What a nightmare. Yesterday and this morning were air travel HELL. Got to Philly too late to catch the flight to Providence, so I spent the night in the airport, which is a weird experience, got on a plane to Boston at 6 am, and got there with no luggage, which just got to Worcester an hour ago. LAME. And then there was work on the T, so my T ride to Porter was 30 minutes longer than it should have been. Oh well. The saving graces were at the Philly airport. One store was open where I could buy contact solution so I could take them out and try to sleep. I didn't have my glasses with me (they were in the checked bag) but at least I could give my eyes a rest. And the Au Bon Pain was open. I got to the airport at midnight and was starving. Thank God for ABP.
Anywho...this summer I've decided to add a feature to my blog. It's going to be called "Hilary's Rad Reading Roundup." Not really. But I've decided to start writing reviews of the books I'm reading for pleasure. This won't be the NY Times book review by any means, but it will let all of you loyal readers know what I'm reading and catch up on some cool books, if you want. During the school year I'll just write about books I read for pleasure, as there are too many I read for school (which doesn't say the school books can't be pleasurable to read, it's just a different type of reading process).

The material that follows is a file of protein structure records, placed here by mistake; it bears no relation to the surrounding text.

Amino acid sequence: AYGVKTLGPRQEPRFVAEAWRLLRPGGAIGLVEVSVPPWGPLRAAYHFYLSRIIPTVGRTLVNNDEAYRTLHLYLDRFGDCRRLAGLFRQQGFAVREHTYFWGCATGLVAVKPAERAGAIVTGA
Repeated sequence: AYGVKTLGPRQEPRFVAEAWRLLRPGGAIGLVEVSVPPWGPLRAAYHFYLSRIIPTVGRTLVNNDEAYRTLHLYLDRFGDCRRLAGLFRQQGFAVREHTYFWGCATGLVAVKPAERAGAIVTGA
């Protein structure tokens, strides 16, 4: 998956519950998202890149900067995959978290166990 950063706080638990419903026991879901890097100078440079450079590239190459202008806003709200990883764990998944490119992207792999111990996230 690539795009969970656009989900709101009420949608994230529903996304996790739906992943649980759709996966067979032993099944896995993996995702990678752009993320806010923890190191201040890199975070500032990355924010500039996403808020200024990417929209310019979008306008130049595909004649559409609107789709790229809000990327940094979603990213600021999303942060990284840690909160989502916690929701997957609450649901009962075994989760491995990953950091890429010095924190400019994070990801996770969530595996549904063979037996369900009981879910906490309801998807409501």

So...for the first review I'm writing about The Poisonwood Bible by Barbara Kingsolver. I've been wanting to read this book for years, and it's been on my shelf at home for a similar amount of time. The only problem is that I'd never gotten up the initiative to read it. So this trip home, I started to read one book (which I will write about when I finish it), but it's a nice hardback so I needed a paperback for the pool. This book was kind of beat up and a paper back, so the Kingsolver it was. I realize I'm years behind everyone else in reading this, but too bad.
On the whole, I thought it was a wonderful book. It really brought me to think about the function of missionaries, especially in the 50s and 60s, when Jim Crow still reigned supreme in the South, and these missionaries had to bring their experiences in this climate to the middle of Africa. The book was thought provoking and heart-rending. I loved it. I especially appreciated the different writing styles for each particular character, minus the Father. Not only did this provide different accounts of the spirituality of the book (I do believe it is deeply spiritual), but it also allowed me to revel in the liberation that happened for these women.
Downside of the book: I felt like after the family fell apart, the book kind of fell apart. We just started getting these small vendettas of what was going on in each particular woman's life. Much of the spirituality of the earlier portions of the book had suddenly gone missing. I'm not sure if it was intentional, but I thought it made the end portion of the book feel somewhat...empty. I still finished it, as I wanted to know what happened to each character, but in an effort to follow the rebuilding, so to speak, of a family there was a loss of something deeper that had been in the book.
Overall grade: B+.